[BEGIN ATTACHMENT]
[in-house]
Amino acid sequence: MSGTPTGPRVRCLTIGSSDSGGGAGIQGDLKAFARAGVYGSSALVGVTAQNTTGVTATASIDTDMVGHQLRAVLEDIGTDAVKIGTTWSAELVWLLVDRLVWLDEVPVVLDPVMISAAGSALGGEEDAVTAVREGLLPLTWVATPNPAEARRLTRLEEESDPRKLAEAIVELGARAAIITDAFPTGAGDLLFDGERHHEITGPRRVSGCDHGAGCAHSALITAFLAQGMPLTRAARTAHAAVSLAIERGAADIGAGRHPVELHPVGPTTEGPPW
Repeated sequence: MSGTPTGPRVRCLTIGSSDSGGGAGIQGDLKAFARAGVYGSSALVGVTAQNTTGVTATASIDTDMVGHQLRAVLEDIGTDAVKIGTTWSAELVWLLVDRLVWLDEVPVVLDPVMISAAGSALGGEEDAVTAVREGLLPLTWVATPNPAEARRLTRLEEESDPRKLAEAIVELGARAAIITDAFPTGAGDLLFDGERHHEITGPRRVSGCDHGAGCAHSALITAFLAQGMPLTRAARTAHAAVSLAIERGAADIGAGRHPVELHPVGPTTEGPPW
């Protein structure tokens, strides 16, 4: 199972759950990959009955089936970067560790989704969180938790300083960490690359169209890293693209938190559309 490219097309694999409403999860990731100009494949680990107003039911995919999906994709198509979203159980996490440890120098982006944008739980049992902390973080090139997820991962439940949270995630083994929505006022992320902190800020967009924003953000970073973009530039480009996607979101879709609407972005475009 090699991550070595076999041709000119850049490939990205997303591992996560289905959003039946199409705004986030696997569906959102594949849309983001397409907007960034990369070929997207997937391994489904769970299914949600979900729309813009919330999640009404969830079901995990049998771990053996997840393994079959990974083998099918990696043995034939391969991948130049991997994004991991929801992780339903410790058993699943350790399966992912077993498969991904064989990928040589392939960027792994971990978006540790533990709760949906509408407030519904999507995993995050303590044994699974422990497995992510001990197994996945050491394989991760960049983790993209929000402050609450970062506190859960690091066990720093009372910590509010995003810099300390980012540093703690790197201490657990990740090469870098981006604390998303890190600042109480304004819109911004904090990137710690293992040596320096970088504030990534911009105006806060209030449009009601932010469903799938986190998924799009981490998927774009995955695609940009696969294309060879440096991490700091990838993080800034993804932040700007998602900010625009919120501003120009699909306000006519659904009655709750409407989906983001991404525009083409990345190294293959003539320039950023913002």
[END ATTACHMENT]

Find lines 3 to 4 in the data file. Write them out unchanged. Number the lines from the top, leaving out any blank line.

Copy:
Repeated sequence: MSGTPTGPRVRCLTIGSSDSGGGAGIQGDLKAFARAGVYGSSALVGVTAQNTTGVTATASIDTDMVGHQLRAVLEDIGTDAVKIGTTWSAELVWLLVDRLVWLDEVPVVLDPVMISAAGSALGGEEDAVTAVREGLLPLTWVATPNPAEARRLTRLEEESDPRKLAEAIVELGARAAIITDAFPTGAGDLLFDGERHHEITGPRRVSGCDHGAGCAHSALITAFLAQGMPLTRAARTAHAAVSLAIERGAADIGAGRHPVELHPVGPTTEGPPW
């Protein structure tokens, strides 16, 4: 199972759950990959009955089936970067560790989704969180938790300083960490690359169209890293693209938190559309 490219097309694999409403999860990731100009494949680990107003039911995919999906994709198509979203159980996490440890120098982006944008739980049992902390973080090139997820991962439940949270995630083994929505006022992320902190800020967009924003953000970073973009530039480009996607979101879709609407972005475009 090699991550070595076999041709000119850049490939990205997303591992996560289905959003039946199409705004986030696997569906959102594949849309983001397409907007960034990369070929997207997937391994489904769970299914949600979900729309813009919330999640009404969830079901995990049998771990053996997840393994079959990974083998099918990696043995034939391969991948130049991997994004991991929801992780339903410790058993699943350790399966992912077993498969991904064989990928040589392939960027792994971990978006540790533990709760949906509408407030519904999507995993995050303590044994699974422990497995992510001990197994996945050491394989991760960049983790993209929000402050609450970062506190859960690091066990720093009372910590509010995003810099300390980012540093703690790197201490657990990740090469870098981006604390998303890190600042109480304004819109911004904090990137710690293992040596320096970088504030990534911009105006806060209030449009009601932010469903799938986190998924799009981490998927774009995955695609940009696969294309060879440096991490700091990838993080800034993804932040700007998602900010625009919120501003120009699909306000006519659904009655709750409407989906983001991404525009083409990345190294293959003539320039950023913002």